By the end of the story, the envious boy ends up bald, but he makes his bald head into a canvas for painting colors, deciding to do away with jealousy and channel his emotions into creativity. After discussing the story as a group, each student drew their own reaction. We were very proud of our youngest student, Damariz, who barely knows how to read but was very excited and artistic about reflecting on the story through drawing. An older student, Diego, also impressed us with his imagination when drawing a head full of colors and emotion.

In spite of the positive response to this reading workshop, we can tell that many of our students need more motivation and interest to read on their own. The lack of opportunities for developing a love of reading in our community is why we need to keep supporting this academic space for young students.





The story
The story's images made it accessible to beginners
The students learned to empathize with characters
The students learned to empathize with characters
We drew emotions like the jealous boy in the story
We drew emotions like the jealous boy in the story
Our students wowed us with their creativity!
Our students wowed us with their creativity!
We are looking forward to more literacy workshops!
We are looking forward to more literacy workshops!

Links:

Mar 12, 2019

Confronting Obstacles through Tutoring Sessions

Cojolya
Cojolya's whole team helped tutor students!

Our artisan’s children fight daily to perform well in school and improve their abilities.This year, all members of Cojolya’s office have been chipping in to work with small study groups to offer academic mentorship for students who want to do better in the subjects most difficult for.  We have found that the hardest subjects for them are computing, English, and math.

The current education system requires the use of technology, but the largest obstacle for our students is that they don’t have computers in their homes and far fewer have internet. Because of this, Mano a Mano is supporting them with a space where they can count on having computers and internet to improve their computer skills and knowledge about technology, while getting their homework done.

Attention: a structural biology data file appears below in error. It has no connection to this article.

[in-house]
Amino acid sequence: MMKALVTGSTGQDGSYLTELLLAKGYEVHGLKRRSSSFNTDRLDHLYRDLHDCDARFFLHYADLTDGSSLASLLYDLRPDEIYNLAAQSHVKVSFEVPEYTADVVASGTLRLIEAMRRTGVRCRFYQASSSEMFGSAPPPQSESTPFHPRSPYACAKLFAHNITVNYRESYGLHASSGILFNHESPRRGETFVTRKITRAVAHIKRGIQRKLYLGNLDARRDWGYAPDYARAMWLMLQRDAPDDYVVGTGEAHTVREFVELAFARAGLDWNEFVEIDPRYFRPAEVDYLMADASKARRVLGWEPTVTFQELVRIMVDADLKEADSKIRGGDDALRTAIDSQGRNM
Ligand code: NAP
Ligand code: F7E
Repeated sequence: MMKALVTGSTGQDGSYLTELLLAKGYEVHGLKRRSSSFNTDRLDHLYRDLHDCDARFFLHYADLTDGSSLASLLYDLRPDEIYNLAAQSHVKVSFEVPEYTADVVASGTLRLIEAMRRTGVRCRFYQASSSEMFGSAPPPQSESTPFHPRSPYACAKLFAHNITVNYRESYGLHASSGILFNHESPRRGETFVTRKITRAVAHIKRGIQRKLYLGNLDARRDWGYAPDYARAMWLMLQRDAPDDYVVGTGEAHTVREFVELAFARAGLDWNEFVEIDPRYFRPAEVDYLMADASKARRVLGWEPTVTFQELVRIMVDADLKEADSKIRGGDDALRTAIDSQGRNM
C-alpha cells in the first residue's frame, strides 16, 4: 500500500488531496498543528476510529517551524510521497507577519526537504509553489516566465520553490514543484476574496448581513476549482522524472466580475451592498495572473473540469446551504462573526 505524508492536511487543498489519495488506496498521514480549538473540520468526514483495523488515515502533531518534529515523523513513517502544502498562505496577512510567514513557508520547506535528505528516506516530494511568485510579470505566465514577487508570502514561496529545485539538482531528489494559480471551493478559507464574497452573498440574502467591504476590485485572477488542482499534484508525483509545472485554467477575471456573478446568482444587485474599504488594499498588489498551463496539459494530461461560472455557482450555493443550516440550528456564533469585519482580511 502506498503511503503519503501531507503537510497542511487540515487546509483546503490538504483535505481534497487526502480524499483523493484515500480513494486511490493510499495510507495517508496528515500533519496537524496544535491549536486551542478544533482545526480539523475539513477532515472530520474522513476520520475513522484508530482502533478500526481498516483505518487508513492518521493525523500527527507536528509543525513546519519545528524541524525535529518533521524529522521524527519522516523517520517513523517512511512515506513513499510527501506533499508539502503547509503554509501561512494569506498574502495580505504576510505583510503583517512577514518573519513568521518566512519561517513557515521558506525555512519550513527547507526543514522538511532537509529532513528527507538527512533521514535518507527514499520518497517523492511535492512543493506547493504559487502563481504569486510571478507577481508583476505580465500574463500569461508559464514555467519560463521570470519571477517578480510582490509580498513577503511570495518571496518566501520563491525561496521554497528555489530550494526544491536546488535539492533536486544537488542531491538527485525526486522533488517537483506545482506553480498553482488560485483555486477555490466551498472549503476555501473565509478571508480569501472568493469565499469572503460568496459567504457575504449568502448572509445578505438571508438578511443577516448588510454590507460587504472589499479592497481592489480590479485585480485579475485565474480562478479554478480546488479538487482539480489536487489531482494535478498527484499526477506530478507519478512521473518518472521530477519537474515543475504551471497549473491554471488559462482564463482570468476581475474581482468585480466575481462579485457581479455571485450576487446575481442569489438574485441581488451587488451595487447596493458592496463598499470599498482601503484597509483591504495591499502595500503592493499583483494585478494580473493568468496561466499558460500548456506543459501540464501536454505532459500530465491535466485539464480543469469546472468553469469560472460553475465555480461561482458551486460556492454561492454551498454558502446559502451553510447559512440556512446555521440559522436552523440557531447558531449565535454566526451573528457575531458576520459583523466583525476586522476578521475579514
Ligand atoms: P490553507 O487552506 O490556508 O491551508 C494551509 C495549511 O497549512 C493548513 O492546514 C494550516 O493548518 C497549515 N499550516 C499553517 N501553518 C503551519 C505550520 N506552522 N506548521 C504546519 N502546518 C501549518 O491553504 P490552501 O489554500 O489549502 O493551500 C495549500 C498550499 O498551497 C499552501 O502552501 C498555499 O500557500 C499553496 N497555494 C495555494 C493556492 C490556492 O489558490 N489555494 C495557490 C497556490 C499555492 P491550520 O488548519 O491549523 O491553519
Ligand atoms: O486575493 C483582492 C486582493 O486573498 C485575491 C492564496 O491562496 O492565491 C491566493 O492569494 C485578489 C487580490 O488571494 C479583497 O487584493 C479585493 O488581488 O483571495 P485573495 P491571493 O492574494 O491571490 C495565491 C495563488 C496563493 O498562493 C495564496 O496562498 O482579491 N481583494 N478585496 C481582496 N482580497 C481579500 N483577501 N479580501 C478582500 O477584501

Another challenging subject for some of our older students is English. This course is particularly difficult for students in writing and pronunciation as their mother tongue is Tz’utujil, one of the predominantly oral Maya languages, which has a very different structure than English. In order to improve, the program is helping with group tutoring sessions in English, to improve our students’ language acquisition and to practice pronunciation all together.

For subjects such as mathematics, Chonita worked one on one with Lourdes, who wants to strengthen her abilities in solving math problems. In our community, many young people have trouble with math, but our program always seeks new solutions to support these young indigenous students in their academic careers.

We loved seeing the hands-on support for Mano a Mano in our small office here in Santiago Atitlán. Our Executive Director, Carina, helped Yulissa and Chonita with textual analysis. Our Design Assistant, Camila, tutored Dolores in reading. Our Communications & Development Coordinator Julia worked with Pedro, Israel, and José Miguel on English pronunciation and spelling of fruits, and Chonita, our Mano a Mano Director, also joined to practice her English!

Camila, Design, helped Dolores with literacy
Camila, Design, helped Dolores with literacy
Julia tutored Miguel, Israel, and Pedro in english
Julia tutored Miguel, Israel, and Pedro in english
Chonita works with Lourdes on her math skills
Chonita works with Lourdes on her math skills
Tutoring session in Santiago Atitlan
Tutoring session in Santiago Atitlan's streets
Pedro practices typing on our computers every day
Pedro practices typing on our computers every day

Links: